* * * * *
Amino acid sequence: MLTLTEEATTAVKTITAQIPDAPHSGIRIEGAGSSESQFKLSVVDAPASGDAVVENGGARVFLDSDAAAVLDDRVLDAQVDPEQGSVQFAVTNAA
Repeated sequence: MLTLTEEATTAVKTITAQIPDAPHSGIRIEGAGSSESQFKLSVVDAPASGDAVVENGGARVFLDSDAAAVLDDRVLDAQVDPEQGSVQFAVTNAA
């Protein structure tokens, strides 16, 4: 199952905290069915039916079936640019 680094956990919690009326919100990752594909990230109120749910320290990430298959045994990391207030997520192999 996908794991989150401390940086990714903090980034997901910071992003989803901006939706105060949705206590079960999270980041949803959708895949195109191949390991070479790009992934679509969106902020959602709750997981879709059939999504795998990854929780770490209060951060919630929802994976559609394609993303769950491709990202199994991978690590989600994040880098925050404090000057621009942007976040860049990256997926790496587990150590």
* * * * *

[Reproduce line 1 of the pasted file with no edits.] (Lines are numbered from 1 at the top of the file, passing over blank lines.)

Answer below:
Amino acid sequence: MLTLTEEATTAVKTITAQIPDAPHSGIRIEGAGSSESQFKLSVVDAPASGDAVVENGGARVFLDSDAAAVLDDRVLDAQVDPEQGSVQFAVTNAA